To sustain Vivo’s midrange pricing for the V-series, the V15 Pro comes with a slower Snapdragon 675 chipset (compared to the NEX’s high-end Snapdragon 845) and mostly plastic body.
However, Vivo added a few things, like an ultra-wide 8-megapixel camera on the rear and massive 32-megapixel sensor for the motorized selfie shooter.
So, how again is this midrange? That’s a good question. It certainly dips its virtual fingers into the upper-midrange segment, which we touch on in our unboxing and review video:
Since publishing this video, a few developments have happened. For one, a more affordable non-Pro V15 launched. In addition, Vivo’s closest rival, OPPO, released the F11 Pro with a similar design and feature set.
Truly, we have more questions than answers now, beginning with…
Does it have the most refined UD scanner and pop-up camera?
Well, yes and no. Despite Vivo having the most experience with both features, the V15 Pro doesn’t have the fastest under-display fingerprint in the business. Having used the Galaxy S10+ and OnePlus 6T recently, Vivo’s implementation feels a bit slow in comparison. Not to say it’s bad, but I’d rather use the front camera for logging in.
Like the OPPO Find X I used before, the V15 Pro’s pop-up-to-log-in time in unreal. The moment you wake the phone up, the camera will take one quick look at you and unlock the device. It’s so discreet and seamless that you eventually forget there’s any moving part. The same applies to selfies and video calls; once the app activates the mechanism, it’s like there’s nothing there.
Does its plastic body feel too cheap for the price?
For a smartphone that costs this much, you’d expect more glass than plastic here. For the V15 Pro, that’s not the case. Not that I’m against the use of plastic for the rear — in fact, it keeps the unit lighter for its big size — but I imagine the gorgeous color options looking better with the shimmer provided by glass.
Fortunately, the bundled case the V15 Pro comes with is one of the best I’ve seen in a retail box. The sides have extra resistance to them against bumps and drops, while the rest of the clear plastic doesn’t hide the radiant blue coating. This is one of the few instances wherein I wouldn’t replace the included case.
Can it handle games like a champ?
The phone’s Snapdragon 675 isn’t known to be a gaming-centric chip, but games these days aren’t demanding enough to require anything beyond a 600-series processor to enjoy smooth graphics. I’ve tried PUBG, Ragnarok M, and Asphalt 9 on the V15 Pro without a hitch. It helps that the unit I used has 6GB of memory and 128GB of storage, which are plenty by today’s standards.
It does get warm, however. Playing for 30 minutes straight made the phone warm near the camera area, but to be fair, this was while the bundled case was on and without cool air blowing by. I would definitely avoid charging with a powerbank while gaming.
How well do the cameras perform?
My teammates and I have always appreciated how Vivo could punch above its weight when it comes to camera performance. Even though Vivo rarely comes to mind when talking about mobile photography, its phones have a knack for producing impressive photos.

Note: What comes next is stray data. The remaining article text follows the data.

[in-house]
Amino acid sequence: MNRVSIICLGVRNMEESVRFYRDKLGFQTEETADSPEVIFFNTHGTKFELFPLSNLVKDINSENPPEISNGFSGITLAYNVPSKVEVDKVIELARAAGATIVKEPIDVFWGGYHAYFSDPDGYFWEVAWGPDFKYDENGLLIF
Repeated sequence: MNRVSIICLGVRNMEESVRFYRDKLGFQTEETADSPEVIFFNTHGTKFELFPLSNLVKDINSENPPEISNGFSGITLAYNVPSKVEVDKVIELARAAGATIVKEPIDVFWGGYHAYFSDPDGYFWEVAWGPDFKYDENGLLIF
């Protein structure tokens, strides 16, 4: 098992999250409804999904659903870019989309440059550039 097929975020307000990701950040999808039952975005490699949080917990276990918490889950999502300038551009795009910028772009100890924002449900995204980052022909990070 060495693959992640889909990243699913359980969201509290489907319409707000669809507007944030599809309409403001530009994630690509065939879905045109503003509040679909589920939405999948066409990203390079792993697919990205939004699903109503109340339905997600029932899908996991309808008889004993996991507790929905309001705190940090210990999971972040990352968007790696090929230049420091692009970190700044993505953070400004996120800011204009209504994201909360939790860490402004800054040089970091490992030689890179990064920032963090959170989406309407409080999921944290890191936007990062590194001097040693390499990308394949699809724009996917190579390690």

It helps that there’s an ultra-wide 8-megapixel camera to complement the 48-megapixel (woah!) main shooter and 5-megapixel depth sensor. As seen above, that extra coverage helps greatly with landscape shots. It noticeably lowers the image quality though, and I still prefer the downscaled 12MP output from the 48MP camera.
In general, both the rear and front cameras create straight-to-Instagram pictures in not-too-difficult lighting conditions. When it doubt, there’s a built-in night mode to improve exposure at night. The only complaint I’ve heard from those who’ve seen my V15 Pro photos is that the subject’s skin is too smooth even on the lowest setting, but that’s a Vivo thing that isn’t going away any time soon.
Can it last longer than a day?
A 3700mAh battery isn’t that hefty for a phone this size, providing a little less than six hours of screen-on time in a span of 1.5 days. Nothing fantastic, but when topped up with the included 18W fast charger, it takes only about two hours and 20 minutes to get to a hundred percent.
One way to conserve battery power is to turn the always-on info off while the phone’s on standby. I’m a fan of seeing the time and battery percentage at all times, so gaining an additional 20 minutes of screen-on time doesn’t justify the inconvenience for me.
What else is there to know?
Surprisingly, and I don’t understand why this is still happening, Vivo equipped the V15 Pro with a micro-USB port. Sure, the 3.5mm audio port is still there, but I’ve moved on to the far superior USB-C for every single one of my gadgets already. This is simply inconsiderate to consumers at this point.
I also find Vivo’s Funtouch OS (based on Android 9 Pie) becoming more cumbersome to use through time. It’s not getting worse in itself, but having come from the comforts of OnePlus’ OxygenOS and Samsung’s One UI, the confusing setting menus and gesture control feel like a step back.
With all this in mind, it’s important to remember that the V15 Pro is the most expensive V-series phone to date, retailing for INR 28,990 or roughly US$ 410 in India. That’s upper-midrange territory by most standards, edging closer to the likes of Xiaomi’s flagship Mi series and Honor’s assortment of high-performance handsets.
My recommendation is to consider the regular V15 before committing to the Pro variant. It offers the same pop-up camera goodness and an increased screen and battery size, but gives up a few features (the under-display sensor, AMOLED display, and Snapdragon 675 chip, to be specific) to lower the price to about US$ 345.
Huawei Mate 20 Pro vs Samsung Galaxy S10+ Comparison
Two of the best Android phones go head to head
We’ve always believed that there’s no single perfect smartphone. What’s perfect for one may not suit another’s lifestyle. That is why we set out to compare two of the best that the Android world has to offer: the Huawei Mate 20 Pro and the Samsung Galaxy S10+.
In this comparison, we’re breaking it down into seven categories — that way you get choose which phone is best for you based on your needs.
Of course, the Huawei P30 Pro is expected to launch in the next few days and we’ll be working on comparing that versus the S10+ as well.
This feature was produced in collaboration between GadgetMatch and Huawei Singapore.